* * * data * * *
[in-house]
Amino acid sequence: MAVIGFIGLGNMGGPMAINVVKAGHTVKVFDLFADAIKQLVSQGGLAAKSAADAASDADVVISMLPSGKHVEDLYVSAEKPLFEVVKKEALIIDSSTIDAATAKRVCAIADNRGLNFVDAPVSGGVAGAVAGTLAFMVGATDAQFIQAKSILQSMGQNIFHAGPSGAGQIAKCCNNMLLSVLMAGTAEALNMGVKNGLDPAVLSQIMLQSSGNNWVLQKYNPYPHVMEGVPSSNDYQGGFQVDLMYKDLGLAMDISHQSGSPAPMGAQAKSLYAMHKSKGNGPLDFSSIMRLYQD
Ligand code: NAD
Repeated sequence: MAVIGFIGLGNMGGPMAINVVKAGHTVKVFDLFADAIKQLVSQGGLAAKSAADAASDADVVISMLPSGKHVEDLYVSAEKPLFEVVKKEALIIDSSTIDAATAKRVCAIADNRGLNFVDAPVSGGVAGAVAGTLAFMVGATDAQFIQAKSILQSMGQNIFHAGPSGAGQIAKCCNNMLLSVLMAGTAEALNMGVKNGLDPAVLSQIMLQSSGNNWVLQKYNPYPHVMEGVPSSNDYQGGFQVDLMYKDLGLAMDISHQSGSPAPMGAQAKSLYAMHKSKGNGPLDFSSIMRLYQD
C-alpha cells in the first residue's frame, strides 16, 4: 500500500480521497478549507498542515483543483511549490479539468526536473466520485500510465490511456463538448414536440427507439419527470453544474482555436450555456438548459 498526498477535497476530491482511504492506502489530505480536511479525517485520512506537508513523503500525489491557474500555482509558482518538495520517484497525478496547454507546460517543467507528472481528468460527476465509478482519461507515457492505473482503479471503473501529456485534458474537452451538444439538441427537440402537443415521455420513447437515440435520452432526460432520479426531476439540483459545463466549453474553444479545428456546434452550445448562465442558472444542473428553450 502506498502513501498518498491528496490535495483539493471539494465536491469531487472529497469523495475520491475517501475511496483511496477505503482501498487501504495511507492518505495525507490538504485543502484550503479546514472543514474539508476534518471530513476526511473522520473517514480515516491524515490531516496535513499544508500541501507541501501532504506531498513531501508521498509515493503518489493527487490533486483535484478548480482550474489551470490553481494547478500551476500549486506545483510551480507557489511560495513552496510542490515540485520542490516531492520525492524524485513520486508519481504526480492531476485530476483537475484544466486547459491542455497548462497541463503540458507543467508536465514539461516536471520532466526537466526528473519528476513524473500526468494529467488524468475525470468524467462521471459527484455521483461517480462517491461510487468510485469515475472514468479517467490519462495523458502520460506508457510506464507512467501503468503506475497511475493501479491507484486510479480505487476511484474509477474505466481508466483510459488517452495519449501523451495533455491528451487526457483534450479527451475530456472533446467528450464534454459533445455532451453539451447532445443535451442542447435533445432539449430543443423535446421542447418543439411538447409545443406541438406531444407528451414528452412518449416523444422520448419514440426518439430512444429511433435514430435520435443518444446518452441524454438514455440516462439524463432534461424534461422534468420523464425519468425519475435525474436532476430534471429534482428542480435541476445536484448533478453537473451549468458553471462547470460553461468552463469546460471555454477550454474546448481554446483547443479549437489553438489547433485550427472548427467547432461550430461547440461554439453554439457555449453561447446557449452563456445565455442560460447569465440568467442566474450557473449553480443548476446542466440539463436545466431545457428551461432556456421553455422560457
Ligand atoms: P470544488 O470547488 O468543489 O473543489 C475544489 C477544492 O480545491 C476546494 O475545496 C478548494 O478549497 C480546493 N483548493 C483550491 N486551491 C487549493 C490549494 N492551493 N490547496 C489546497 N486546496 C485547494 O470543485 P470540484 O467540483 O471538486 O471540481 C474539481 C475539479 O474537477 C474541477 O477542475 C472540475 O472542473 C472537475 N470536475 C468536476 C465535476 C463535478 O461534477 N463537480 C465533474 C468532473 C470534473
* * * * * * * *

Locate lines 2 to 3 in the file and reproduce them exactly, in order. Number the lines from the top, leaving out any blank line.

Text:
Amino acid sequence: MAVIGFIGLGNMGGPMAINVVKAGHTVKVFDLFADAIKQLVSQGGLAAKSAADAASDADVVISMLPSGKHVEDLYVSAEKPLFEVVKKEALIIDSSTIDAATAKRVCAIADNRGLNFVDAPVSGGVAGAVAGTLAFMVGATDAQFIQAKSILQSMGQNIFHAGPSGAGQIAKCCNNMLLSVLMAGTAEALNMGVKNGLDPAVLSQIMLQSSGNNWVLQKYNPYPHVMEGVPSSNDYQGGFQVDLMYKDLGLAMDISHQSGSPAPMGAQAKSLYAMHKSKGNGPLDFSSIMRLYQD
Ligand code: NAD